Having sweated through a second grad degree, I wanted to celebrate with a much needed vacation. Rushing from place to place is fine for some people, but I prefer spending my time getting to know a destination and establishing a sense of belonging. On this occasion, I settled on exploring the Ligurian coast – the northernmost edge of Italy known as the Italian Riviera.
Brushing up on my Italian seemed a good way to begin fitting in with the local scene, so I chose a language school in the resort town of Sanremo, located just 55 kilometers east of Nice, France, which was my closest arrival point by air.
OMNILINGUA language school, in Sanremo, offered a variety of courses and lodging choices. I took the shared apartment option instead of staying with an Italian family or in a hotel. For me the location and price were molto bene.
I was there in May, low season in those parts, when costs were well within my travel budget. I paid 275 (C$382; US$331) for school plus 275 for sharing an apartment with two roommates, Liu and Nikki, the first week. The second week it happened that I had the place to myself.
The two-bedroom apartment was much nicer than I expected. Located in a charming neighborhood just five minutes up the hill from the school, it was spacious, clean, attractive, and well-furnished.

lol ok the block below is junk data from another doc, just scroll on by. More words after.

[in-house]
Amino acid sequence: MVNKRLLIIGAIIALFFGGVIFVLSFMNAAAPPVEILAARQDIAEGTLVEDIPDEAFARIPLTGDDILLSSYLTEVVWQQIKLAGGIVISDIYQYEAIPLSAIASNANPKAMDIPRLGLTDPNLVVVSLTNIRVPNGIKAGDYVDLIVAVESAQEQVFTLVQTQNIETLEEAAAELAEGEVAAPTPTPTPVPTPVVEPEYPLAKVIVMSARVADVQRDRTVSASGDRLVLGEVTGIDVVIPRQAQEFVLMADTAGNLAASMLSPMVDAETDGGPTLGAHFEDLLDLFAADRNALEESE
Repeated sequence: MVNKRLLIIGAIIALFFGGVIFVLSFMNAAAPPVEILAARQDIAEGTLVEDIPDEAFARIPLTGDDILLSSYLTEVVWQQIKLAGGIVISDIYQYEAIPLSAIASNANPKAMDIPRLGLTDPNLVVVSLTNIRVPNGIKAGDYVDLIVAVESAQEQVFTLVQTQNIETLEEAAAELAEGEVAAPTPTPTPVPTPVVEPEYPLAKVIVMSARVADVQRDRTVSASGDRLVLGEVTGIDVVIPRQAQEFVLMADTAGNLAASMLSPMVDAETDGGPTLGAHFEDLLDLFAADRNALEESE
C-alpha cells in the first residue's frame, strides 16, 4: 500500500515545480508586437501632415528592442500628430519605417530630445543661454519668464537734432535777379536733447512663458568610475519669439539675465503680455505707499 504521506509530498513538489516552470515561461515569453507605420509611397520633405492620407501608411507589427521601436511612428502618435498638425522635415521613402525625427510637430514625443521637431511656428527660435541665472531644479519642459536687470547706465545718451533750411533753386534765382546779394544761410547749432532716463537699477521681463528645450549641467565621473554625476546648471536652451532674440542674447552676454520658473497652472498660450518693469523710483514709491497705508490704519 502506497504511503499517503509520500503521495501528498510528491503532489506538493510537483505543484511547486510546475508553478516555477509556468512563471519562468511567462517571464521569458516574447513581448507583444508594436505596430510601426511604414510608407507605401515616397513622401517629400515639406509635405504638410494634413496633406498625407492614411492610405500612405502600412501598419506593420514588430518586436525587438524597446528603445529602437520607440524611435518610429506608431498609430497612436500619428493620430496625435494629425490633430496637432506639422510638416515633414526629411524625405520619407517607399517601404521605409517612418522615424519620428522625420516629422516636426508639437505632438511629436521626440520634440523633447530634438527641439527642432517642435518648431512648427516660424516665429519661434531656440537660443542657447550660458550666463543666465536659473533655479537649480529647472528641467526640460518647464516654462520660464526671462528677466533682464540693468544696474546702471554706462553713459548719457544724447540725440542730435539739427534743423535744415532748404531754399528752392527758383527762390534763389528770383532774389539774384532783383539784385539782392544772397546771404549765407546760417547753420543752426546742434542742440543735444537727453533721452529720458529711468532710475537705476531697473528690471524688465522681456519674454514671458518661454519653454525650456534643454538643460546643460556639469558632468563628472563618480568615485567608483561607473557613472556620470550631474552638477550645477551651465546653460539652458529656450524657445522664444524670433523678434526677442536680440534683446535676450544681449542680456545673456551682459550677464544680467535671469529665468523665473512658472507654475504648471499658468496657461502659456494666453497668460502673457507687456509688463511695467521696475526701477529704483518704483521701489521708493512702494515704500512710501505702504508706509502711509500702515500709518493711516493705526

Bedding, dishes, cookware, and appliances, including a washing machine, were included. It had a good bathroom, two terraces with sliding draperies for shade and, on the ground floor of the building, a "quick-stop" and a fresh produce store staffed by friendly, helpful people.
The lesson plan I chose gave me four hours of daily instruction for two weeks. After testing, I was placed in the basic Italian language class. With only three students in the class, each of us got plenty of practice. I thought the staff and teachers were excellent. According to the more advanced students I spoke with, they, too, were greatly satisfied with their OMNILINGUA courses and teachers.
Learning while living in Sanremo, right on the Mediterranean Sea, was just what I wanted and needed.
After class I was free to do as I pleased. I wandered about with other students or by myself. I'm quite happy exploring on my own, so I didn't mind that my roommates stuck to their own agenda. Liu, from China, had married an Italian who sent her to school for two months – she studied hard all the time. Nikki had been studying Italian for some time – she was a young executive always out with friends.
One morning, I stopped at a nearby bakery where the charming pannetier kindly introduced me to Patty and Paul with whom I quickly made friends.
This merry couple, from Yorkshire England, took me along on their sightseeing trips. One day we went by local bus and taxi up to the very top of the hills near Sanremo to Bussana Vecchia. This interesting town was abandoned after an earthquake in 1887 but has been gradually re-inhabited by artists coming from all over Europe.
I could easily have been quite comfortable staying on in Sanremo longer than two weeks. But, I felt like moving on to experience a peaceful contrast to the hubbub of a resort town.